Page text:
Gaddafi unites the nation: Official
The on-going crisis in Libya has highlighted one hitherto little-known fact: the country is almost totally united in thinking the correct spelling of the Libyan mad dog dictator’s surname is “Gaddafi”.
An exclusive survey by pollsters One-Man-And-His-iMac for Louse & Flea reveals that of the major UK news outlets, from the Guardian to the Telegraph and the Daily Mail to the Daily Mash, only the Economist breaks the consensus by opting for “Qaddafi”.
There is also overwhelming support for the spelling of his first name as “Muammar”, apart from the Financial Times, which chooses “Muammer”, and the Sun, which appears to believe it’s “Colonel”.
A spokesman for the not-for-profit-but-mostly-for-drinking-really UK Association of Sub-editors and Web Content Wonks welcomed the findings that there was widespread agreement about what is widely agreed to be a tricky spelling. “It’s hard enough just getting the name of the fucking country right,” he said.
Oversea, chaos reigns over the spelling of the mad dog’s name, which may threaten chances of a united response to the continuing crisis. Of the major newswires, AP opts for “Moammar Gadhafi”, Reuters, Bloomberg and Aljazeera for “Muammar Gaddafi”, the Press Association for Muammer Gaddafi” and AFP for “Moamer Kadhafi” (but they’re French, so whaddya expect?).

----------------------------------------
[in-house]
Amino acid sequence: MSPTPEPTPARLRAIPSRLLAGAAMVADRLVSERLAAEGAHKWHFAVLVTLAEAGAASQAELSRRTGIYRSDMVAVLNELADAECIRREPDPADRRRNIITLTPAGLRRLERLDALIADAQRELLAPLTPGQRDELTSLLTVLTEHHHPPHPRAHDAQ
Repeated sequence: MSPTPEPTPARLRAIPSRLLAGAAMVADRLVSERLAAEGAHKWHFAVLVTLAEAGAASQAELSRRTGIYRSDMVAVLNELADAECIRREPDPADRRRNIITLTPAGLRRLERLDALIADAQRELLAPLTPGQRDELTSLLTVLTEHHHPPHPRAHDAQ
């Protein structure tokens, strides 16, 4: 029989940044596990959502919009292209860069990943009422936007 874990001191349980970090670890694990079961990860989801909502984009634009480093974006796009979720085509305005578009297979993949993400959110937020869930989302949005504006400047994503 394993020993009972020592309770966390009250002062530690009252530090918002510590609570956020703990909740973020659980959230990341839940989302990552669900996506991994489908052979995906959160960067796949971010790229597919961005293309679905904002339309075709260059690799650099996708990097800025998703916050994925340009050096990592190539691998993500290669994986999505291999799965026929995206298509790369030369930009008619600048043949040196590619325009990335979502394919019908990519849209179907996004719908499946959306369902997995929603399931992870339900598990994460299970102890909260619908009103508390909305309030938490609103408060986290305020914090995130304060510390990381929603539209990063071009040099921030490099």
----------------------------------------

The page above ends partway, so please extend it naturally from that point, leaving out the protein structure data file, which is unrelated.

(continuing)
Some commentators have said President Barack Obama’s dithering response to unfolding events might be because, while the Wall Street Journal opts for “Moammar Gadhafi”, the Washington Post goes for “Moammar Gaddafi”, the LA Times for “Moammer Kadafi” and the New York Times for “Muammar el-Qaddafi”.
One analyst (me) said: “Maybe Obama’s confused by all these which of all these people with similar sounding but orthographically dissimilar names is actually in charge and he’s getting Hillary to draw up contingency plans according to whether one or the other, or all, are toppled.”
The inevitable split in the EU is also signalled by Der Spiegel choosing “Moamer Gadhafi”, Le Figaro for “Moammar Kadhafi”, Corriere Della Sera for “Muammar Gheddafi”, De Telegraaf “Muammar Kaddafi” and El Pais “Muamar el Gadafi”.
One commentator (me, again) said Turkey’s dreams of joining the EU may or may not be harmed by the fact that while the country’s leading newspaper Zaman uses “Muammer Kaddafi”, the EU’s own website, Europa, uses “Mohamar Kadhafi”.
In Russia, Pravda decrees “Muammar Gadhafi” while Catholics worldwide are urged to use “Muammar Gheddafi” by the Vatican newspaper L’Osservatore.
A spokesman for leading journalist online resource Wikipedia said: “Muammar Abu Minyar al-Gaddafi (Arabic: معمر القذافي Muʿammar al-Qaḏḏāfī).”